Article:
He started a bit slow, but by the time Mulder's 30-pitch session had ended, he was excited about how he was throwing. Mulder mixed in a full assortment of fastballs and offspeed offerings during the course of 10 simulated plate appearances.
"I came away very happy with it, especially the way I ended," Mulder said. "If I would have thrown all of them the way I started, those first 10 or 15, I probably wouldn't have been real happy with it. But the way I felt at the end, I was pleased with that."
Mulder threw to a group of three Minor League hitters: Allen Craig, Daniel Descalso and Oliver Marmol. The players took simulated at-bats, totaling one walk and one "base hit" on the empty field. Mulder broke one hitter's bat and threw approximately 16 to 18 of his pitches for strikes.
Early in the session, Mulder left many of his pitches up. He missed high with his fastball and didn't get good action on his curveball. After the 15-pitch mark, though, he got his pitches down and his stuff got sharper.
Mulder broke Marmol's bat on a popup, and also got the infielder to dive after a pitch that dove viciously down and out of the strike zone. Eleven of Mulder's final 16 pitches went for strikes.
"Everything doesn't work as smoothly when I'm loosening up and playing catch, but once I start to get into the flow of it, it starts to move quicker," Mulder said. "But where we're at right now, we're just finishing up when I'm starting to feel good.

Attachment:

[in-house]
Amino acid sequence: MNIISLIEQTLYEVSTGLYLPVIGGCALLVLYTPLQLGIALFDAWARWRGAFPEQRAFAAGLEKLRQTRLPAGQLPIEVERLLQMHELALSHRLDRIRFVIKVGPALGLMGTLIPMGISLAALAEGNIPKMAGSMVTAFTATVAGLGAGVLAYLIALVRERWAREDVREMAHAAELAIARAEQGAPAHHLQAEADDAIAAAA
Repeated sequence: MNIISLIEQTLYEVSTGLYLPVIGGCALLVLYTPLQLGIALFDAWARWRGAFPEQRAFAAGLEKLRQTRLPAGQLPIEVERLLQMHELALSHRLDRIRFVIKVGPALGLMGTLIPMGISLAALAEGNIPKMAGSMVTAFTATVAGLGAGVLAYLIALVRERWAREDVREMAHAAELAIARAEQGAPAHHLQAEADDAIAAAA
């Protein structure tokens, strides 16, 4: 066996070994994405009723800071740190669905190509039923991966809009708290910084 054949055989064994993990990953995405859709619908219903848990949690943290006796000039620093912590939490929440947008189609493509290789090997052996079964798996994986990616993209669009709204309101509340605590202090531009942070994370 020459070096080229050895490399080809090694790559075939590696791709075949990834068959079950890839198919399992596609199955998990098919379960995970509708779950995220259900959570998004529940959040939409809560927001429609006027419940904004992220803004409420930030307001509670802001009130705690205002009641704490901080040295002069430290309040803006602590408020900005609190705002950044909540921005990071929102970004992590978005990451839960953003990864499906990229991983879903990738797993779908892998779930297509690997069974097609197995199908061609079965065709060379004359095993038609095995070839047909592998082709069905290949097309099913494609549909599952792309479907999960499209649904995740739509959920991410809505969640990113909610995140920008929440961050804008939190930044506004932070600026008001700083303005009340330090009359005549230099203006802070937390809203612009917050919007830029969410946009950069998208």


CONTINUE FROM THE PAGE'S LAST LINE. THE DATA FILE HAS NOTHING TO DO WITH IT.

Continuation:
"The first 15 pitches, it was tough for me to get loose, and the last 15 I was much more pleased with. We were debating whether to stop in between 15, and I'm glad I didn't. Because it would have been harder for me to get going."
Mulder underwent left shoulder surgery in September, his second operation on the joint in a little more than a year. He has been gradually building up his workload, throwing bullpen sessions since early in spring. On Saturday, however, he took a significant step forward.
"I feel strong," Mulder said. "There's a different strong when you get on the mound and you've got to go innings and the competitive juices start flowing. That's a little different. But I was very pleased with the way I felt [Saturday]."
Manager Tony La Russa, pitching coach Dave Duncan and bullpen coach Marty Mason watched Mulder, as did general manager John Mozeliak, assistant general manager John Abbamondi, members of the Cardinals' scouting department and pitchers Chris Carpenter and Jason Isringhausen.
"I thought from the beginning, when you put everything together, he was outstanding," La Russa said. "He made a bunch of good throws."
Mulder will likely throw to hitters again in three days. He is still probably several throws away from getting into a game, but he has encountered no setbacks in his rehabilitation process. The club's target date for him has been sometime in May, and nothing has occurred to change that plan.
"I haven't had any days where I came away hurting or real sore or anything like that," he said. "I've just had days where my arm didn't just flop back. I'd say it's some of those bad habits, but it's more just that I couldn't trust it that day. It's nothing bad. It's just not something you want to continue to keep doing."
Matthew Leach is a reporter for MLB.com. This story was not subject to the approval of Major League Baseball or its clubs.